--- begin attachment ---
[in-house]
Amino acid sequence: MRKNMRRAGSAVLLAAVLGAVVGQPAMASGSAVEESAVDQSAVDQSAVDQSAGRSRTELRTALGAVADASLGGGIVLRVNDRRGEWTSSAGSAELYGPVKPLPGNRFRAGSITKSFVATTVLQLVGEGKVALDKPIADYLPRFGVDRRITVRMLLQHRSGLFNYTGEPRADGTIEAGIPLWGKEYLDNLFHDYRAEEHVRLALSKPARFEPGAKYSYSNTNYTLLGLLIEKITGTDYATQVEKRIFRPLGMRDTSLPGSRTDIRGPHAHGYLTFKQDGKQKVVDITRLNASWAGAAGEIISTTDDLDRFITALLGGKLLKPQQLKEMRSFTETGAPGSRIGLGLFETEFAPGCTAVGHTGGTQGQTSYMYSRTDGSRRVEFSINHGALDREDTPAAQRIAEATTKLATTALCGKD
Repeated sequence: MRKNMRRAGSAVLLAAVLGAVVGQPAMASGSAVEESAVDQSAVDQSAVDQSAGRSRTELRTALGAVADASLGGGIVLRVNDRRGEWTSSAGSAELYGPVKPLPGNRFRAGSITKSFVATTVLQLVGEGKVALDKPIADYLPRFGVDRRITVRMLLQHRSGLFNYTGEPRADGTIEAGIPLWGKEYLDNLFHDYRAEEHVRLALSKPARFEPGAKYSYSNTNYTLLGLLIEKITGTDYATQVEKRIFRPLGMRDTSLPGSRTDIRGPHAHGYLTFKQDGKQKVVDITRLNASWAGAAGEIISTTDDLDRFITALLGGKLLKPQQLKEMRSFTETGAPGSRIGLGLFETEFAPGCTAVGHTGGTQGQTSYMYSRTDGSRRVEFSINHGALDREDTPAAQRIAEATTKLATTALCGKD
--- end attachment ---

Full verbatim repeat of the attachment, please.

[in-house]
Amino acid sequence: MRKNMRRAGSAVLLAAVLGAVVGQPAMASGSAVEESAVDQSAVDQSAVDQSAGRSRTELRTALGAVADASLGGGIVLRVNDRRGEWTSSAGSAELYGPVKPLPGNRFRAGSITKSFVATTVLQLVGEGKVALDKPIADYLPRFGVDRRITVRMLLQHRSGLFNYTGEPRADGTIEAGIPLWGKEYLDNLFHDYRAEEHVRLALSKPARFEPGAKYSYSNTNYTLLGLLIEKITGTDYATQVEKRIFRPLGMRDTSLPGSRTDIRGPHAHGYLTFKQDGKQKVVDITRLNASWAGAAGEIISTTDDLDRFITALLGGKLLKPQQLKEMRSFTETGAPGSRIGLGLFETEFAPGCTAVGHTGGTQGQTSYMYSRTDGSRRVEFSINHGALDREDTPAAQRIAEATTKLATTALCGKD
Repeated sequence: MRKNMRRAGSAVLLAAVLGAVVGQPAMASGSAVEESAVDQSAVDQSAVDQSAGRSRTELRTALGAVADASLGGGIVLRVNDRRGEWTSSAGSAELYGPVKPLPGNRFRAGSITKSFVATTVLQLVGEGKVALDKPIADYLPRFGVDRRITVRMLLQHRSGLFNYTGEPRADGTIEAGIPLWGKEYLDNLFHDYRAEEHVRLALSKPARFEPGAKYSYSNTNYTLLGLLIEKITGTDYATQVEKRIFRPLGMRDTSLPGSRTDIRGPHAHGYLTFKQDGKQKVVDITRLNASWAGAAGEIISTTDDLDRFITALLGGKLLKPQQLKEMRSFTETGAPGSRIGLGLFETEFAPGCTAVGHTGGTQGQTSYMYSRTDGSRRVEFSINHGALDREDTPAAQRIAEATTKLATTALCGKD